I'm trying to make an example that shows $\ell^1$, that is the space of complex sequences that the sum of the norms of their components is finite, is not complete with respect to $\sup$ norm.

And also a sequence of continuous linear functional on this space with $\sup$ norm that their limit is not a continuous linear one.

I've tried a lot to make such examples. Is there any hint? Thank you very much.


Let $S_k$ be the sequence $$ 1, 1/2, 1/3, ..., 1/k, 0, 0, 0, \ldots $$ Each $S_i$ is is in $\ell^1$, but the limit is the harmonic series, which is not.

  • $\begingroup$ oh!that's true!i considered it much harder!but what about the second? $\endgroup$ – user115608 Dec 23 '15 at 17:17
  • $\begingroup$ This example already gives an example of the second type: take $F_n(S)=\sum_{j=0}^n S(j)$. Then the limit of $F_n$ is $\sum_{j=0}^\infty S(j)$, which is not continuous in the sup norm, as the example above demonstrates. $\endgroup$ – Ian Dec 23 '15 at 17:19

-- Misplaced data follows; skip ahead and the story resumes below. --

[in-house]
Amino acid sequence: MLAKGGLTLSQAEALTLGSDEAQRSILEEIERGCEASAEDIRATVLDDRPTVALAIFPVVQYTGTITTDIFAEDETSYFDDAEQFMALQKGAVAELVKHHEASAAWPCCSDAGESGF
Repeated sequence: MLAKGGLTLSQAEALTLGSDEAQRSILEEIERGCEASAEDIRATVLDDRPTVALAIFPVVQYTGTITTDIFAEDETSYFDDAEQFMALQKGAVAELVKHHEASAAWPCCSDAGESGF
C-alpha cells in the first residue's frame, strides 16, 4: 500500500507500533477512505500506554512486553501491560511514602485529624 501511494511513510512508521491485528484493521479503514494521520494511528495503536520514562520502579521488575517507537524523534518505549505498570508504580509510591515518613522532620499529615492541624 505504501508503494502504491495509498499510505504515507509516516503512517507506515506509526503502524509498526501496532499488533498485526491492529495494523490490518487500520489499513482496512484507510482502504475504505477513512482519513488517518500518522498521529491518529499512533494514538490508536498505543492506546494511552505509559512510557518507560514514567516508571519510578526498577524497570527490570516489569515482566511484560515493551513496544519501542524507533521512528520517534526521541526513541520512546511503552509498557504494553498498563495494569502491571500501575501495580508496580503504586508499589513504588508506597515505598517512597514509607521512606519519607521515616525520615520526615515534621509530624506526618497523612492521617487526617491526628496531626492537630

• $\begingroup$ Thanks, Ian. I completely forgot about the second part as I was writing. :( $\endgroup$ – John Hughes Dec 23 '15 at 17:38
  • $\begingroup$ I think the answer would be better stated as $S_k$ is a Cauchy sequence in the sup norm, but there is no sequence in $l^1$ to which it converges to in the sup-norm. And then some nod towards a proof of this needs to be made. $\endgroup$ – zhw. Dec 23 '15 at 19:02
  • $\begingroup$ I figured I'd given the OP the starting point for all that, which seems in practice to have sufficed. $\endgroup$ – John Hughes Dec 24 '15 at 18:30

Your Answer

By clicking “Post Your Answer”, you agree to our terms of service, privacy policy and cookie policy

Not the answer you're looking for? Browse other questions tagged or ask your own question.